My therapist has helped me to make peace with the idea that humans have emotions and therefore are emotional. That we are allowed to be emotional and it’s more healthy for us to express them as opposed to pretending they don’t exist. It’s taken time but I’ve been practicing expressing myself more and I’ve found that I don’t feel like lashing out as often as I used to. I can honestly answer people when they ask me if I’m upset instead of pretending.
Reframe the Narrative I Developed About My Partner
There is a reason why some people refer to therapy as “doing the work” because that’s exactly what it is. This was by far the hardest habit I had to work to change. I had to learn how to step outside of how I felt and pay attention to the way my partner was also struggling with depression. He felt like he would never be able to do anything to help me heal physically, emotionally, and mentally. On top of that, he felt pressure to prove he could provide for our family.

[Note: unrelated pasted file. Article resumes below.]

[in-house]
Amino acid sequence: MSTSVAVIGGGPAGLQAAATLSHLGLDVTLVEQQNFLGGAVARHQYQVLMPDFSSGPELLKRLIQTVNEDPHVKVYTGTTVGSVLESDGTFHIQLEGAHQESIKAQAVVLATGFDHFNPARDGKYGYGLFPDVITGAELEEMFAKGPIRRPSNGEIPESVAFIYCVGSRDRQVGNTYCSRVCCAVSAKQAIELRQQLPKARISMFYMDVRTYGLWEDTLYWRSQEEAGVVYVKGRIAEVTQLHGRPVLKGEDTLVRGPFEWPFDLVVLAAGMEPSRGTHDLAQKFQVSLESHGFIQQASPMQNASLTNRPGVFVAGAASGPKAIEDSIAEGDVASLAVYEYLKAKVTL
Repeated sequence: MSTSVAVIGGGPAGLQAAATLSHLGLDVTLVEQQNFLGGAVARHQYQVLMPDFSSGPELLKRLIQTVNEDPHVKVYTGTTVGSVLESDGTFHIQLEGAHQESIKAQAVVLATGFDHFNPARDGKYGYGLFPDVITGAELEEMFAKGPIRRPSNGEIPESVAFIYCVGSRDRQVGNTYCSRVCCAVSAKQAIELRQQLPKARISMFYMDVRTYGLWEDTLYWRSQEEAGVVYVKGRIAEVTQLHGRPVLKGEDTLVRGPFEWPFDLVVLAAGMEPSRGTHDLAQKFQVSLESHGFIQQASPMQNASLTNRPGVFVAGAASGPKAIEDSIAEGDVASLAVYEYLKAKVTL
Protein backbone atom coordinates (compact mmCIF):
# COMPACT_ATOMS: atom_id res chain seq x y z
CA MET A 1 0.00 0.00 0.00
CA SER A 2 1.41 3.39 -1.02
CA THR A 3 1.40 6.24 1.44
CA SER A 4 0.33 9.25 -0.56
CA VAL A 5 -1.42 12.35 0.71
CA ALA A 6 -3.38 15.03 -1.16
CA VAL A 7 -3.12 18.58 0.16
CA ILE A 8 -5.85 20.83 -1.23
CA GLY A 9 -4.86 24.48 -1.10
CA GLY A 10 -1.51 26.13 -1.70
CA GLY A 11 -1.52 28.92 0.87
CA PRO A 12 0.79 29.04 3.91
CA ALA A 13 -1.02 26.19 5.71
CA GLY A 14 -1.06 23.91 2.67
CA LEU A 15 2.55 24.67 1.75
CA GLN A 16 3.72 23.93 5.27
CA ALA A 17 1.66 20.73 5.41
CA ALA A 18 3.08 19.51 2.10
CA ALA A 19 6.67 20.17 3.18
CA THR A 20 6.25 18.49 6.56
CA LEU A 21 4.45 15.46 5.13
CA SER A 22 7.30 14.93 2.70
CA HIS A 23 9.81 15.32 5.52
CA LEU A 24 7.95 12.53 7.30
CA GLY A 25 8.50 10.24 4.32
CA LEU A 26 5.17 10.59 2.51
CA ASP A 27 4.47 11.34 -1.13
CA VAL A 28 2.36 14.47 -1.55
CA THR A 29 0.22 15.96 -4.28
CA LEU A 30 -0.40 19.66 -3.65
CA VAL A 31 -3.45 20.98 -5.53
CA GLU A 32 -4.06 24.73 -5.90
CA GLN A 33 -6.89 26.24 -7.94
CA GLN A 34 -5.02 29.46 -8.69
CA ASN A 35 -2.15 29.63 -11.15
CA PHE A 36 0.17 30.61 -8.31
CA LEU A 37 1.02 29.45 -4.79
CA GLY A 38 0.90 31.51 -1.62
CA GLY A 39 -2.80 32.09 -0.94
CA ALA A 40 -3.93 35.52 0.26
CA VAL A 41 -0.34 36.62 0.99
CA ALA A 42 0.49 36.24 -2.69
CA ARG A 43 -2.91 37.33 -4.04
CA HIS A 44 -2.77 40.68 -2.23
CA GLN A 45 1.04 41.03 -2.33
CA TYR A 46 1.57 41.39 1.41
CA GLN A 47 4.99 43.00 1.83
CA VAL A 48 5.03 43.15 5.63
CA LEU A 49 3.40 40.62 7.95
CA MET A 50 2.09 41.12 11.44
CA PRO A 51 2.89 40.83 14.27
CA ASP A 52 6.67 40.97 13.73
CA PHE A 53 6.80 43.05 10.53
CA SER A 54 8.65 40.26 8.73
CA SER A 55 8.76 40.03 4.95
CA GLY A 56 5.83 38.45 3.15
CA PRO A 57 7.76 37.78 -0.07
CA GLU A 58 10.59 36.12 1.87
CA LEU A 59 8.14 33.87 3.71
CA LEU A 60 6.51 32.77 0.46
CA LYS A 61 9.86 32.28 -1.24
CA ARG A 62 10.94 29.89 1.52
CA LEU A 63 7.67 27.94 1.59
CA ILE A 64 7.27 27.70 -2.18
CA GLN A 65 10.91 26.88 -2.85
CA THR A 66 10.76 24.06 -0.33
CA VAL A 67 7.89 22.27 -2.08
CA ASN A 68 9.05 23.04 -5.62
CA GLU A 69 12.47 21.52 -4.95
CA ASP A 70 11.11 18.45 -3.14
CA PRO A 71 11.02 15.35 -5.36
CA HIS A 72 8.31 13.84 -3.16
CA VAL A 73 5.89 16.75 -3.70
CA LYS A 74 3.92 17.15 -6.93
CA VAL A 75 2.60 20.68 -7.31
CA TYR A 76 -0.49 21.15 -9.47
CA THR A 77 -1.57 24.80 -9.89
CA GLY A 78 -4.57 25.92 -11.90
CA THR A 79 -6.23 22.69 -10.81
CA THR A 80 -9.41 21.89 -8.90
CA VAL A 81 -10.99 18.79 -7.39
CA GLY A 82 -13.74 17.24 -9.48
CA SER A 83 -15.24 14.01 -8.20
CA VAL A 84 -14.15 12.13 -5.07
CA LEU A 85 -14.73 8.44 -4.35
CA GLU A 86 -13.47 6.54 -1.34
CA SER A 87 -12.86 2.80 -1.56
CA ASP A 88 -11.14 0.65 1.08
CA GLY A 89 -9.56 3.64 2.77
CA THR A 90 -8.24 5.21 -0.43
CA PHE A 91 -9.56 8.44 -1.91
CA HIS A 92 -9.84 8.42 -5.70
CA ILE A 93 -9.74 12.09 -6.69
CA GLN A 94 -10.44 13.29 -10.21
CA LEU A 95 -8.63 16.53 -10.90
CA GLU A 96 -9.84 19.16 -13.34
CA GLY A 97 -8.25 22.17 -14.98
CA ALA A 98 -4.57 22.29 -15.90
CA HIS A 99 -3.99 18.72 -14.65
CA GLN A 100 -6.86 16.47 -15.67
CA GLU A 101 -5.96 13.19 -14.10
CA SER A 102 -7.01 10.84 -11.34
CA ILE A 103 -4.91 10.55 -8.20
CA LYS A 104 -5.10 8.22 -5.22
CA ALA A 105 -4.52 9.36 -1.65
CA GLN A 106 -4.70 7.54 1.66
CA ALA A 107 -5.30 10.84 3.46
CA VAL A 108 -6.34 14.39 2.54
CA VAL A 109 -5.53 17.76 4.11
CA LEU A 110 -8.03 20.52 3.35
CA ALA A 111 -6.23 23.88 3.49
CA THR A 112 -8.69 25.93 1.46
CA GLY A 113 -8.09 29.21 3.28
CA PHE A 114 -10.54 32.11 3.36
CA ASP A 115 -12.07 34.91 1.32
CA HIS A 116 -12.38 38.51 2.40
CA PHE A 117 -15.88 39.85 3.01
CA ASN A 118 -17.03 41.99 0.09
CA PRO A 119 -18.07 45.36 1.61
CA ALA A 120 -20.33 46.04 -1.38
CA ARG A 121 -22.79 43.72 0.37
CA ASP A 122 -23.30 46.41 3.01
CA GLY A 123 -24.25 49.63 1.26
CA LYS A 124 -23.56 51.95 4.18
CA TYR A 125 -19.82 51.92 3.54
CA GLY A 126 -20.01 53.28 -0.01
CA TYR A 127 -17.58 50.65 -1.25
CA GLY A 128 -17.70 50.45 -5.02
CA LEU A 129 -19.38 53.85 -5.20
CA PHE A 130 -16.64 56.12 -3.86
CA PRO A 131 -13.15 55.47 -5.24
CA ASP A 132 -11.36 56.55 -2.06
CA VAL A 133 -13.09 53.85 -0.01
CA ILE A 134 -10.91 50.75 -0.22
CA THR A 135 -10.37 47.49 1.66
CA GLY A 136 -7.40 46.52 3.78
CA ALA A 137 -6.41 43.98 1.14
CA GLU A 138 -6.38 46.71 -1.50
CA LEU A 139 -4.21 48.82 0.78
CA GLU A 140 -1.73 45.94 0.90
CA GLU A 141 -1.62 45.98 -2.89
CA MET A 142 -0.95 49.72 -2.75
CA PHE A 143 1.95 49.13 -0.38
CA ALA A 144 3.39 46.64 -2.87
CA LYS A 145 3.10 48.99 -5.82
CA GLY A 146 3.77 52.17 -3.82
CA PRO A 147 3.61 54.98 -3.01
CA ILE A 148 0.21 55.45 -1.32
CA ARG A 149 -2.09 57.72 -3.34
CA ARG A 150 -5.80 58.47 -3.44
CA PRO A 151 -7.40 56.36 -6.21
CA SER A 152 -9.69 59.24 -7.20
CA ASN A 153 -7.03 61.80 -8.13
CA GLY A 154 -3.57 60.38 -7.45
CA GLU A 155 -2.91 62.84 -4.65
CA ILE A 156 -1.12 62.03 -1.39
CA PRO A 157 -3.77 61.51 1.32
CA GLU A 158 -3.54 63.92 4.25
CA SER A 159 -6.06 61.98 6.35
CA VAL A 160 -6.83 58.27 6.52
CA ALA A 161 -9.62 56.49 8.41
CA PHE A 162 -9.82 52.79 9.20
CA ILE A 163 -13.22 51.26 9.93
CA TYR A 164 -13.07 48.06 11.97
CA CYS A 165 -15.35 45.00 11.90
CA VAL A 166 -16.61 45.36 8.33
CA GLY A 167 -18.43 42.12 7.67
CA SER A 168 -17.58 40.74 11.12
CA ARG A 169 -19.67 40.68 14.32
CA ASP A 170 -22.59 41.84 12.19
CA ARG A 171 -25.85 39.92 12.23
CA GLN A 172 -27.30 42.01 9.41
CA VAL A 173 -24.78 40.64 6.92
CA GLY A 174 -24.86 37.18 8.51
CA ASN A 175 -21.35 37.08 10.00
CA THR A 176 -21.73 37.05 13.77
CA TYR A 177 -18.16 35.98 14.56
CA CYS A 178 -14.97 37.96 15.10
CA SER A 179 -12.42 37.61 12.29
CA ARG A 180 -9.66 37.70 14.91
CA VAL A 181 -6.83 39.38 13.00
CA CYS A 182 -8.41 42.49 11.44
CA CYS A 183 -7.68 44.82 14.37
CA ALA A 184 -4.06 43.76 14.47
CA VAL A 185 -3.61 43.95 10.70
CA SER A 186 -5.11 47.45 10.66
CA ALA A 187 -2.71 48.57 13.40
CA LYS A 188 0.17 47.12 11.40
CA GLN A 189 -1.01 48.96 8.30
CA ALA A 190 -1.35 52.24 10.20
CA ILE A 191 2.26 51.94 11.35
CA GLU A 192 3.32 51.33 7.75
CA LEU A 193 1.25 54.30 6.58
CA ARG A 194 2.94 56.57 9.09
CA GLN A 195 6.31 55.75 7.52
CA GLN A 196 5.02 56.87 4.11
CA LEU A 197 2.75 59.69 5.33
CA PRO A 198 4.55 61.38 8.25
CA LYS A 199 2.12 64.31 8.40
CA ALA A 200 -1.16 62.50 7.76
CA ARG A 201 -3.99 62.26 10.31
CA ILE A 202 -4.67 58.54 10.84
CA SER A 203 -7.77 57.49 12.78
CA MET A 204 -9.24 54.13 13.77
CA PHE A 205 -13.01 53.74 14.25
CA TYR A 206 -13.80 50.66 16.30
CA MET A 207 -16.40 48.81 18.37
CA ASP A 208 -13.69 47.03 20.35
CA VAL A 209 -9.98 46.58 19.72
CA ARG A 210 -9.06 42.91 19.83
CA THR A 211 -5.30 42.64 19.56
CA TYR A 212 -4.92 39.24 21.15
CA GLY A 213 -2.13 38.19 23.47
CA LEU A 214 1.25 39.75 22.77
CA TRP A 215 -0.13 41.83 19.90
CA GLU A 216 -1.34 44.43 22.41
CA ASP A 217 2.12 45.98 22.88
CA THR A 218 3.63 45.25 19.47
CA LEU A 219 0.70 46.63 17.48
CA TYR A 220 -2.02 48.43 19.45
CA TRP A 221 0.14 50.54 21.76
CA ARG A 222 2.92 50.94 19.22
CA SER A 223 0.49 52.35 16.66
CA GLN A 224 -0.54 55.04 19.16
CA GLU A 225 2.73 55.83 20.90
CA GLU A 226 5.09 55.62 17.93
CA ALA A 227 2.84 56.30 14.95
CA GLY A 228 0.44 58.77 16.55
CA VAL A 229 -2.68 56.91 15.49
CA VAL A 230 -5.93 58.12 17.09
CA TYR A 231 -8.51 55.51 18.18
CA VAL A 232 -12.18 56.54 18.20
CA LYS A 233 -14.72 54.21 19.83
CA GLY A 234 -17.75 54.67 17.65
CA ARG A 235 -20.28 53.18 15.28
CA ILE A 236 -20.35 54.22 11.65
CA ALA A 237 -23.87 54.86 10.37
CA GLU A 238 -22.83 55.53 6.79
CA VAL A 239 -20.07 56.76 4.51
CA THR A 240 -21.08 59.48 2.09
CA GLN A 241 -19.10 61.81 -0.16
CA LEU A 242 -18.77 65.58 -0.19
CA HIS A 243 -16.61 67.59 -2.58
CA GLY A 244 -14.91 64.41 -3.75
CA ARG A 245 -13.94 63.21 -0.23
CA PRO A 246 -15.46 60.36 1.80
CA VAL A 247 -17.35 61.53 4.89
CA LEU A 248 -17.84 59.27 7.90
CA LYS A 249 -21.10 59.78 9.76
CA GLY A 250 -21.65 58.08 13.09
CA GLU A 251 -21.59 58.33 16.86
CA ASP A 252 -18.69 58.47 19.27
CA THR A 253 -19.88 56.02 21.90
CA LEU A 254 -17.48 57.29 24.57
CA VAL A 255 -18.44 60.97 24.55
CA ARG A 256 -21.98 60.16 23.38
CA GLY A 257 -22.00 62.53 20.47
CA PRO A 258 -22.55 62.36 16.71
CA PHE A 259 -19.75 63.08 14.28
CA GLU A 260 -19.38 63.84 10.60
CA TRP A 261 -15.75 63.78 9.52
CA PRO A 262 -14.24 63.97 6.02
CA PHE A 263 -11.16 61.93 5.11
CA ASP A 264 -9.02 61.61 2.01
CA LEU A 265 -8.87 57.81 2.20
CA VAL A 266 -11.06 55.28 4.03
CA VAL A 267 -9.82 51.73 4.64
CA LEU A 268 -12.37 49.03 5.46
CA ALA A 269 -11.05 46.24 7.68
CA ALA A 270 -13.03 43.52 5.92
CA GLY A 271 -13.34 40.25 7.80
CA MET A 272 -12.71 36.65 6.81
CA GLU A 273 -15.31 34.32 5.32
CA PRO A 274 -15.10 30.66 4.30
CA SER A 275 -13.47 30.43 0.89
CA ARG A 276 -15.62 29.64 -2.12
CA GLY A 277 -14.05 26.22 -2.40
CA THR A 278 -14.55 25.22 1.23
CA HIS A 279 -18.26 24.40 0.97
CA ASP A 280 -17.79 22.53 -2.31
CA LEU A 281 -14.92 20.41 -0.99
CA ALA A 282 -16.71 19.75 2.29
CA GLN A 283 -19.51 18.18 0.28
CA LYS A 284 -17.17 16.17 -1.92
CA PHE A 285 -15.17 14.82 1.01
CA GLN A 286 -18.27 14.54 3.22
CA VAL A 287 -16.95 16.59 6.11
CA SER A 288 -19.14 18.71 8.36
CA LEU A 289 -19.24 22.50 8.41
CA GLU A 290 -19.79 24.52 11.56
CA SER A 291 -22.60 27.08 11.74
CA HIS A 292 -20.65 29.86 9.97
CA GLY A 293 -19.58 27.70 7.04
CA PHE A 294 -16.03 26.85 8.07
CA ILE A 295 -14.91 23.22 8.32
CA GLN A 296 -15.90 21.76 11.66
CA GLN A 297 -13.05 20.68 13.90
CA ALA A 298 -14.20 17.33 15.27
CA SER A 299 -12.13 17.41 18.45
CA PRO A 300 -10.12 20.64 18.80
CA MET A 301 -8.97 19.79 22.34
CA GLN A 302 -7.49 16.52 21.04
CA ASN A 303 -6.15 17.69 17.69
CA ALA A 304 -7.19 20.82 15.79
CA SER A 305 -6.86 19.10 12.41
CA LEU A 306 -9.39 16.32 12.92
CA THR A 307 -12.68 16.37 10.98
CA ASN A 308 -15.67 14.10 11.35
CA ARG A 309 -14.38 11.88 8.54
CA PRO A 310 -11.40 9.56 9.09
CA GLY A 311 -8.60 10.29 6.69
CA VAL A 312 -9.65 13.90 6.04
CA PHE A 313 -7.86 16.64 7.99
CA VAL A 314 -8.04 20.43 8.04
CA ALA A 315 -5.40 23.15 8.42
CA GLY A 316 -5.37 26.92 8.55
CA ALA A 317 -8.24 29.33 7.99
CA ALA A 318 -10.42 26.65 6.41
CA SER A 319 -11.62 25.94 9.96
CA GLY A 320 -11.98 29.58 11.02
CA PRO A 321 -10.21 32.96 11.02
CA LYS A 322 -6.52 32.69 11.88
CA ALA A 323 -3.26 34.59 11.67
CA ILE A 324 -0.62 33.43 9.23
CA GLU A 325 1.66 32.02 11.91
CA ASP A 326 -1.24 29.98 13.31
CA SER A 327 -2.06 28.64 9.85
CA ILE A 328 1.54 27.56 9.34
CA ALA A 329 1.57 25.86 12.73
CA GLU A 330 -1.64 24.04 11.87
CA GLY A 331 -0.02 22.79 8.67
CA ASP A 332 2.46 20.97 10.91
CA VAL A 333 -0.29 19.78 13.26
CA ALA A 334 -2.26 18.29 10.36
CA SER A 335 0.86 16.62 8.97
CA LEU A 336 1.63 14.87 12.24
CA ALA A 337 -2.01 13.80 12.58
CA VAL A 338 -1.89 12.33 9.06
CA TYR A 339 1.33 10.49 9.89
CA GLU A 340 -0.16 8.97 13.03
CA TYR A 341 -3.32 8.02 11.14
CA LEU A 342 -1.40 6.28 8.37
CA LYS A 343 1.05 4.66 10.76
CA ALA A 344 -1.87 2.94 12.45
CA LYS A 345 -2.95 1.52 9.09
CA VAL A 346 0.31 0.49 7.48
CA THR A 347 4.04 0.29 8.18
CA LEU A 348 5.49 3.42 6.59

When I was able to start accepting that he was struggling as well, it helped change the way I looked at him. I began to laugh at his jokes more and do silly things I used to do in the beginning of our relationship. The more we interacted as friends, the deeper our bond became. That’s not to say this will be the case for everyone but therapy truly helped me navigate my relationship better during a very difficult period.
Go for Walks
Going for nature walks has played a huge role in my healing journey and doubles as exercise. It’s something my therapist suggested and I haven’t looked back since. Plus, my family and I will often walk together.
I’m not sure why, but we always end our walks laughing hysterically. Maybe it’s because it feels therapeutic, especially after a long work day.